Tony Fallon was born in Athlone, Ireland. His columns, short stories, news items, and poems have appeared on both sides of  the Atlantic in newspapers, journals, weeklies, monthlies, and annuals for the past 55 years. For over 25 years he was a mobile DJ in the New York City area. He has won many awards in his 40-year career in radio in Ireland and America. Presently he can be heard on WGXC 90.7 FM in Columbia/Greene Counties and on www.wgxc.org, Sunday 8 PM Irish and Friday 9 AM Rock and Dance, and on WLPP 102.9FM in Palenville.

Thursday, April 27, 2017

No Chance

The cradle rocks above an abyss, and common sense tells us that our existence is but a brief crack of light between two eternities of darkness.
          - Vladimir Nabokov, Speak, Memory

by Mike Burke

That morning
you didn’t get a chance
to make your bed
change your dirty shirt
put your dishes in the sink
or kiss your mama goodbye.
You had to get to the hardware store
pick up your check
and get to the bank before noon.

You hit that telephone pole
straight on, 65 in a 35.

Joe on the rescue squad
said you were wedged
in the back window ledge
crying, swearing, screaming
that you didn’t want to die.

By the time they cut you out
you were gone.

30 years later
The pole still leans at an angle.
Your mother moved so she
wouldn’t have to pass it everyday.
Your twin brother who was 16
is now a raging alcoholic
car accidents, wife beatings, jail.

Once you slid into the drivers seat
turned on the ignition
hit the gas hell-bent
toward the abyss
you didn’t stand a chance.

Neither did the people that loved you.

About the poet:

Mike Burke is a blue-collar poet who winters in the nation's oldest city and summers on a compound in the Helderbergs.

Wednesday, April 26, 2017

Split Stone

by Robert A. Miller

Picking my way through the woods

I saw a large stone that was bisected

By a shadow

At the height of the sun

And I took a picture that hangs on my wall to this day,

Later that afternoon, I

Stopped in a shelter

With my pack and watched a stream rushing over a flat bed of rocks

And enjoyed the feeling of complete solitude

In that forest,

Still later

On the side of a high hill

Looking across the valley at the carpet of pines

I made a pencil drawing of a single

Stunted spruce against the sky

That is propped now on a bookshelf

Here in my office

Where I am looking out the window

At the mist

About this poem:

This is one of a series of poems I began three years ago that emerge from my daily experience of waking up in the mountains.

About the poet:

Robert A. Miller is a journalist, poet, and short story writer. Since he retired from New York City’s public television station, WNET, as director of educational publishing, he has lived in the northern Catskills.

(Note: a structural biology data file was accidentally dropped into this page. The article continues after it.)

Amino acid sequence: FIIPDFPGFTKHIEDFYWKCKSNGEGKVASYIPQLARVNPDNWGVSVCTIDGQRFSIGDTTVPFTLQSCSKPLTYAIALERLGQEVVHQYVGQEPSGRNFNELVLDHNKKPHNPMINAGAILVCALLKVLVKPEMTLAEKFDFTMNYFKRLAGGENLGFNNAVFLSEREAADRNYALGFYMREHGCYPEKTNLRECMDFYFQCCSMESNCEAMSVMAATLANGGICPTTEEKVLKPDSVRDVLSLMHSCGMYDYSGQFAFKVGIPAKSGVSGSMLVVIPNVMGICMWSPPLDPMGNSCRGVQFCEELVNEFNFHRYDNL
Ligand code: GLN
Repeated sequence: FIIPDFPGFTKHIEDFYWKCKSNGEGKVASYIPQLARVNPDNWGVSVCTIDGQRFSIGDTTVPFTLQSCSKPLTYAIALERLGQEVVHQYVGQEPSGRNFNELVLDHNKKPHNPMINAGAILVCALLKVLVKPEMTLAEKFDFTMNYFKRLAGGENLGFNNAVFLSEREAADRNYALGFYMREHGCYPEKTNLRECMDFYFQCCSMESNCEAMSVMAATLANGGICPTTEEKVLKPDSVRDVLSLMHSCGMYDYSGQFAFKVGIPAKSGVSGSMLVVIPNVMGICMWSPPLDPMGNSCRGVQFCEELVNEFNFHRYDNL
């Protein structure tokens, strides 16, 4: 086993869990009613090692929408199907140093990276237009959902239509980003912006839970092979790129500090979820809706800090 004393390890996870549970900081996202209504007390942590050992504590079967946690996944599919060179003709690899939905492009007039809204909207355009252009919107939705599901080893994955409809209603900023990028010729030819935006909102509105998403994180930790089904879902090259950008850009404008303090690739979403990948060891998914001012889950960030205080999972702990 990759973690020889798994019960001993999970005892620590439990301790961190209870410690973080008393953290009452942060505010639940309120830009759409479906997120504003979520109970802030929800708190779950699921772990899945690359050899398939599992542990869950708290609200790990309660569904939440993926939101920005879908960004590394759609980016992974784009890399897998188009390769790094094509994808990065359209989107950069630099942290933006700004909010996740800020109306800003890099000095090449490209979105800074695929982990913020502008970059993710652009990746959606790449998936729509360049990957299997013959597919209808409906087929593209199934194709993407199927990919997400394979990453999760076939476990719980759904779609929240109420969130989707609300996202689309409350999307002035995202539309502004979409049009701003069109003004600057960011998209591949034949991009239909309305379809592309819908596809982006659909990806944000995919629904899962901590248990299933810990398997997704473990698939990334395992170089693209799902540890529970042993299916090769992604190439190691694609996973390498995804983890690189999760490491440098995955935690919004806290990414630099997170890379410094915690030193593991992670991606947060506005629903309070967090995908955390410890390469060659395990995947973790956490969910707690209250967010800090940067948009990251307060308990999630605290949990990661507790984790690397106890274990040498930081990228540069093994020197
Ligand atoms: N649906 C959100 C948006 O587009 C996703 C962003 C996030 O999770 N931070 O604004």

Tuesday, April 25, 2017

Flower of Day

by Alan Casline

every form of nature
describes a flow of energy

what is the lesson of a flower?

entire forested world
contained in an acorn

rose of the world
breathes out smell

shelter under
summergreen canopy

gift of outside
either harsh or kind or some of each

pampered garden flower
grows shallow roots

desert spring gives
a moist pocket of time

dry country plant
with immense spreading roots

a few rare flowers
with energy to grow

hardy seeds wait
as traveler has no choice but to pass

exotic flowers cover landscape
with nomadic restlessness

native flower counts numbers
invisible to a gardener’s hand

this is for the poet’s fancy, the artist’s frame

About the poet:

Alan Casline is the editor of Rootdrinker, a long-standing magazine of watershed poetics, art, and nonfiction. As Director of Rootdrinker Institute, his efforts include running open mics and special gatherings for poets, producing the RD Newsletter and using Benevolent Bird Press to publish the work of fellow writers and artists. He is co-founder and on-going chronicler of The Cloudburst Council, an annual poetics gathering held in the Finger Lakes watershed. He lives with his wife, Jennifer Pearce, in a suburban neighborhood outside of Albany, NY.

Monday, April 24, 2017

November Light

by Claire North

Ephemeral availability
it suffuses me with rampant longing
and rapture

Teasing the end of the beginning
through the sheen of new pathways
twixt newly naked tree branches

A powdery softness in the sky
flirting blue through the filter of next
the sky closer to impart portents through the veil

The hour staggering back
the light a rare gambit
giving way to a subterranean pearl

It bathes me in frosty glissando
holds me suspended
then plunges me into the bittersweet starkness

Eyes wide open
not to miss a refraction
in my darkest corridors

About this poem:

Winter has always been my favorite season.  It’s why I moved to Vermont, so I could at last have the Winters of my dreams.  On the first day of my first November in Vermont, I woke up to a dusting of snow and could see for miles through the bare trees.  I never expected November’s light to astonish me so, what it would awaken in me during the “days of grace,” the time after foliage and before the first heavy snows when we have the peace and space to finish up the preparations for Winter and marry up with it - for better or for worse.